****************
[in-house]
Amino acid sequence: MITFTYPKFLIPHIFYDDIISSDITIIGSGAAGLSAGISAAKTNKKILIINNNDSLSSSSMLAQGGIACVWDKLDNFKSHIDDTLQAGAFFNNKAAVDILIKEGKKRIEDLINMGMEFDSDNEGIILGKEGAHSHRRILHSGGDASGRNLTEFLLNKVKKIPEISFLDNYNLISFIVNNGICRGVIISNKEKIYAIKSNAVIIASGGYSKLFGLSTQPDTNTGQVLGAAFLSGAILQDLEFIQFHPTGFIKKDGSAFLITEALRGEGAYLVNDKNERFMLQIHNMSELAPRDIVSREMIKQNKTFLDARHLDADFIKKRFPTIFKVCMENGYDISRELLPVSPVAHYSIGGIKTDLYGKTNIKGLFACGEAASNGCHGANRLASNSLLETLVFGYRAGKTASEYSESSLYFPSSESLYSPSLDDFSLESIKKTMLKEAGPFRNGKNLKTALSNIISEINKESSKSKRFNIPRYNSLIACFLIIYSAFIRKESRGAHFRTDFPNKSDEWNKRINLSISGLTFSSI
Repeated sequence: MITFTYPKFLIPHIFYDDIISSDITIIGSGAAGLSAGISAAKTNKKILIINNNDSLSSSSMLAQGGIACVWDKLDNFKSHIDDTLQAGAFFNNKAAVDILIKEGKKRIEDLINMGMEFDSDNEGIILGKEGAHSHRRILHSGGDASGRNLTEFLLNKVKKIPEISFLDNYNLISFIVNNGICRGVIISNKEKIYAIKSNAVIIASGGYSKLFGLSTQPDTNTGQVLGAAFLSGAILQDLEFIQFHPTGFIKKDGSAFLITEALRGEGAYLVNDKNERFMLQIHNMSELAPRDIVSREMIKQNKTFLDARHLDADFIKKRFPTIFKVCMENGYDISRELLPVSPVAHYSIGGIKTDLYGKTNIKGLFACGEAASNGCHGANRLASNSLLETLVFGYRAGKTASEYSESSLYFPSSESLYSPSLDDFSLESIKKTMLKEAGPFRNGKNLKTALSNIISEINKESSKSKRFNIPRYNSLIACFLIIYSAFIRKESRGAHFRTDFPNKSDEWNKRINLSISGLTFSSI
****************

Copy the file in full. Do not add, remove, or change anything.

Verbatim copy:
[in-house]
Amino acid sequence: MITFTYPKFLIPHIFYDDIISSDITIIGSGAAGLSAGISAAKTNKKILIINNNDSLSSSSMLAQGGIACVWDKLDNFKSHIDDTLQAGAFFNNKAAVDILIKEGKKRIEDLINMGMEFDSDNEGIILGKEGAHSHRRILHSGGDASGRNLTEFLLNKVKKIPEISFLDNYNLISFIVNNGICRGVIISNKEKIYAIKSNAVIIASGGYSKLFGLSTQPDTNTGQVLGAAFLSGAILQDLEFIQFHPTGFIKKDGSAFLITEALRGEGAYLVNDKNERFMLQIHNMSELAPRDIVSREMIKQNKTFLDARHLDADFIKKRFPTIFKVCMENGYDISRELLPVSPVAHYSIGGIKTDLYGKTNIKGLFACGEAASNGCHGANRLASNSLLETLVFGYRAGKTASEYSESSLYFPSSESLYSPSLDDFSLESIKKTMLKEAGPFRNGKNLKTALSNIISEINKESSKSKRFNIPRYNSLIACFLIIYSAFIRKESRGAHFRTDFPNKSDEWNKRINLSISGLTFSSI
Repeated sequence: MITFTYPKFLIPHIFYDDIISSDITIIGSGAAGLSAGISAAKTNKKILIINNNDSLSSSSMLAQGGIACVWDKLDNFKSHIDDTLQAGAFFNNKAAVDILIKEGKKRIEDLINMGMEFDSDNEGIILGKEGAHSHRRILHSGGDASGRNLTEFLLNKVKKIPEISFLDNYNLISFIVNNGICRGVIISNKEKIYAIKSNAVIIASGGYSKLFGLSTQPDTNTGQVLGAAFLSGAILQDLEFIQFHPTGFIKKDGSAFLITEALRGEGAYLVNDKNERFMLQIHNMSELAPRDIVSREMIKQNKTFLDARHLDADFIKKRFPTIFKVCMENGYDISRELLPVSPVAHYSIGGIKTDLYGKTNIKGLFACGEAASNGCHGANRLASNSLLETLVFGYRAGKTASEYSESSLYFPSSESLYSPSLDDFSLESIKKTMLKEAGPFRNGKNLKTALSNIISEINKESSKSKRFNIPRYNSLIACFLIIYSAFIRKESRGAHFRTDFPNKSDEWNKRINLSISGLTFSSI